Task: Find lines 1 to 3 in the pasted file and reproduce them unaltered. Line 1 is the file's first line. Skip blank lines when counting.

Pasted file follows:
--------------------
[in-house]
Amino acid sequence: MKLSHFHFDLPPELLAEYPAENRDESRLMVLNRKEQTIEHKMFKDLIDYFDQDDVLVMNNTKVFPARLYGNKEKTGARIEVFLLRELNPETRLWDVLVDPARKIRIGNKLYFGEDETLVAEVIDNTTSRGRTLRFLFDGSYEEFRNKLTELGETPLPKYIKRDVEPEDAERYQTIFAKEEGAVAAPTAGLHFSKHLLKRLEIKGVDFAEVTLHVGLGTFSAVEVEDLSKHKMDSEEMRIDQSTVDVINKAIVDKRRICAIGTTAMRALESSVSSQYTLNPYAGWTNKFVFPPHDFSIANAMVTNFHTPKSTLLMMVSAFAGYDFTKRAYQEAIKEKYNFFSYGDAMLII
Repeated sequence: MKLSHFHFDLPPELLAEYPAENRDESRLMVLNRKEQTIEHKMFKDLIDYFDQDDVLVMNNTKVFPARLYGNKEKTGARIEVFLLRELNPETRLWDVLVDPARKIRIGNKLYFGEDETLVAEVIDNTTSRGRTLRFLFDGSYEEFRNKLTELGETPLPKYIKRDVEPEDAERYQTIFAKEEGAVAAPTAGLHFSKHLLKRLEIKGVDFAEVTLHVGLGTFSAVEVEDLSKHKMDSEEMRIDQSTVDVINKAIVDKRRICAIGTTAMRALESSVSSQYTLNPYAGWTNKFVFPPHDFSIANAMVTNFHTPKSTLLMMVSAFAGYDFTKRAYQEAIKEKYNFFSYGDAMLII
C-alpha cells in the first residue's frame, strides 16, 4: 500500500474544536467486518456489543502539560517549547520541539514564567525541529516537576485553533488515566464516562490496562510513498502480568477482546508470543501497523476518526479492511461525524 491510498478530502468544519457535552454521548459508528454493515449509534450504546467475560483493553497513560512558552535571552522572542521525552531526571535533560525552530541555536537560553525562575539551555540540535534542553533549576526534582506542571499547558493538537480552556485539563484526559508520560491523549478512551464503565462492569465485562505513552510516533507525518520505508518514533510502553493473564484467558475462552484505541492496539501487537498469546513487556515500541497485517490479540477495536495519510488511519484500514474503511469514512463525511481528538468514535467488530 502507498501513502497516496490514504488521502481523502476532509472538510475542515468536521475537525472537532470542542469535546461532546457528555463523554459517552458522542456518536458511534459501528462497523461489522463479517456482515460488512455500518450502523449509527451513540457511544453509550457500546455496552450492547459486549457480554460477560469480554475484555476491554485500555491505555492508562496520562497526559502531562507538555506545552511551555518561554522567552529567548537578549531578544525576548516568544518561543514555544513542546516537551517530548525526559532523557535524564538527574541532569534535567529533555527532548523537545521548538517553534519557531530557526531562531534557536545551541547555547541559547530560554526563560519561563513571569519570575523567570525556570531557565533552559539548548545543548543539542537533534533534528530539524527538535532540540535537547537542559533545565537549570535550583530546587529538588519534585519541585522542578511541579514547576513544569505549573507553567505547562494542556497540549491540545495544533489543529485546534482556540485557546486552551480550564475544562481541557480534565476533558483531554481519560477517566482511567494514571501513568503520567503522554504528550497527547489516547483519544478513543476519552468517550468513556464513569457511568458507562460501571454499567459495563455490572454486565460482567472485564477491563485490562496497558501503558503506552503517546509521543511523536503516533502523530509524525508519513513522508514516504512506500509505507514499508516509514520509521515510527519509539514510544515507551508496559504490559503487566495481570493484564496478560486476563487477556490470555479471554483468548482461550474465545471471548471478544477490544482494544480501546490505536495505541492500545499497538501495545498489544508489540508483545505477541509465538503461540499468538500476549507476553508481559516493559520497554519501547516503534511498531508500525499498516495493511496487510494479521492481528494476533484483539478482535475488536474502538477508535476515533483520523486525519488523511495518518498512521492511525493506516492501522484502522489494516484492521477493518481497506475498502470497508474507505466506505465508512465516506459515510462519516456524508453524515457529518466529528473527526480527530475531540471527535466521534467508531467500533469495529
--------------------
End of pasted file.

[in-house]
Amino acid sequence: MKLSHFHFDLPPELLAEYPAENRDESRLMVLNRKEQTIEHKMFKDLIDYFDQDDVLVMNNTKVFPARLYGNKEKTGARIEVFLLRELNPETRLWDVLVDPARKIRIGNKLYFGEDETLVAEVIDNTTSRGRTLRFLFDGSYEEFRNKLTELGETPLPKYIKRDVEPEDAERYQTIFAKEEGAVAAPTAGLHFSKHLLKRLEIKGVDFAEVTLHVGLGTFSAVEVEDLSKHKMDSEEMRIDQSTVDVINKAIVDKRRICAIGTTAMRALESSVSSQYTLNPYAGWTNKFVFPPHDFSIANAMVTNFHTPKSTLLMMVSAFAGYDFTKRAYQEAIKEKYNFFSYGDAMLII
Repeated sequence: MKLSHFHFDLPPELLAEYPAENRDESRLMVLNRKEQTIEHKMFKDLIDYFDQDDVLVMNNTKVFPARLYGNKEKTGARIEVFLLRELNPETRLWDVLVDPARKIRIGNKLYFGEDETLVAEVIDNTTSRGRTLRFLFDGSYEEFRNKLTELGETPLPKYIKRDVEPEDAERYQTIFAKEEGAVAAPTAGLHFSKHLLKRLEIKGVDFAEVTLHVGLGTFSAVEVEDLSKHKMDSEEMRIDQSTVDVINKAIVDKRRICAIGTTAMRALESSVSSQYTLNPYAGWTNKFVFPPHDFSIANAMVTNFHTPKSTLLMMVSAFAGYDFTKRAYQEAIKEKYNFFSYGDAMLII